I posted earlier question about tamoxifen and hair loss. What is the mechanism by which the tamoxifen causes hair loss? I have read that in general, hair loss can be caused by excessive conversion of androgen to DHT. Since Tamoxifen reduces estrogen, does that mean more androgen is available to be converted to DHT? I have read that Saw Palmetto, like finasteride, blocks the enzyme that conversion of androgen to DHT. If tamoxifen allows more DHT to be created, would taking saw palmetto supplements be an antidote for the side effect?
Dear LisaRay, Dear LisaRay, I am combining my answer to both of your questions. Hairloss is an uncommon side effect of tamoxifen, (<1-5%), arimidex also has hairloss listed as a side effect - again uncommon. Likely the cause is the decreasing estrogen levels, (hair loss (alopecia) can also accompany menopause, the decrease in estrogen, may be the culprit). There may also be an element of genetics to this as well (you may have experienced more hair thinning with menopause). In other words many factors could be contributing to the hair thinning and loss, the starting of tamoxifen could be just one additional factor. It is hard to predict whether the hair loss will stop eventually, even with stopping of the tamoxifen.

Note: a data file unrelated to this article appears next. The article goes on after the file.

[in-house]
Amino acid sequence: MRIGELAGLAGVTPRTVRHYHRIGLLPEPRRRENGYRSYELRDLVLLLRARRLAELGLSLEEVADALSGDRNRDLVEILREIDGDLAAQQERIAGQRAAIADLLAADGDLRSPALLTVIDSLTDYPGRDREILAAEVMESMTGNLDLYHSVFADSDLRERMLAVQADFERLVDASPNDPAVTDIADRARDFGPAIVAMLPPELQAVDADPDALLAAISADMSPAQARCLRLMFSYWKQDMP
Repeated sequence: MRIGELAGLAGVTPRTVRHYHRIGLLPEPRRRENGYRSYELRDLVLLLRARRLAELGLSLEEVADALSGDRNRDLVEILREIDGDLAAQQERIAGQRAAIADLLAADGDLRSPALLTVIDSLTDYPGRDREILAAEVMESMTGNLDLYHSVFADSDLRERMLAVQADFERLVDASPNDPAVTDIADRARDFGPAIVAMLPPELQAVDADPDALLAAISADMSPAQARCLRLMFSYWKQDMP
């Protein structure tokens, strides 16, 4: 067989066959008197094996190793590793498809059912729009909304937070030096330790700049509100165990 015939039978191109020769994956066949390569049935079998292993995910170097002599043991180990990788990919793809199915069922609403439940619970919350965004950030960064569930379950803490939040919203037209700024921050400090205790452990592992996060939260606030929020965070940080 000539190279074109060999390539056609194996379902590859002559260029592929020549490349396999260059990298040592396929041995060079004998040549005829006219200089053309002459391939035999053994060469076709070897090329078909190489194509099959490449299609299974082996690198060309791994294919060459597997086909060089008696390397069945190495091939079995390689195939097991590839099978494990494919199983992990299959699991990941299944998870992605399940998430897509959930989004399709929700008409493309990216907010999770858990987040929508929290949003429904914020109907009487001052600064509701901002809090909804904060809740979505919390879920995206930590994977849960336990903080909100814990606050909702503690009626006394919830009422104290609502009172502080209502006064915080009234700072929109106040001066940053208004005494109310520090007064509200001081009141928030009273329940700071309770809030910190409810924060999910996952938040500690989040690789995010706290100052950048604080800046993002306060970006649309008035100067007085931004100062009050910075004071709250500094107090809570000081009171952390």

Androgens convert to different hormones, in post-menopausal women they are stored in body tissues, and are converted to estrogen. The mechanism of action of tamoxifen is to block estrogen at sites in the breast and other body tissues, so this would not influence the conversion of androgen to DHT.
Regarding the particulars of using saw palmetto, I could not locate any specific research regarding its use in the treatment of alopecia (hair loss). Most data is in its role in use for benign prostatic hyperplasia (BPH) - enlarged prostate.
I wonder about the genetics issue. My parents, ages 75 and 79 both still have very full heads of hair. My maternal grandmother, still alive at 105, also has a decent head of hair although it is somewhat thin.
Copyright 1994-2018MedHelp.All rights reserved. MedHelp is a division of Vitals Consumer Services, LLC.
The Content on this Site is presented in a summary fashion, and is intended to be used for educational and entertainment purposes only. It is not intended to be and should not be interpreted as medical advice or a diagnosis of any health or fitness problem, condition or disease; or a recommendation for a specific test, doctor, care provider, procedure, treatment plan, product, or course of action. MedHelp is not a medical or healthcare provider and your use of this Site does not create a doctor / patient relationship. We disclaim all responsibility for the professional qualifications and licensing of, and services provided by, any physician or other health providers posting on or otherwise referred to on this Site and/or any Third Party Site. Never disregard the medical advice of your physician or health professional, or delay in seeking such advice, because of something you read on this Site. We offer this Site AS IS and without any warranties. By using this Site you agree to the following Terms and Conditions. If you think you may have a medical emergency, call your physician or 911 immediately.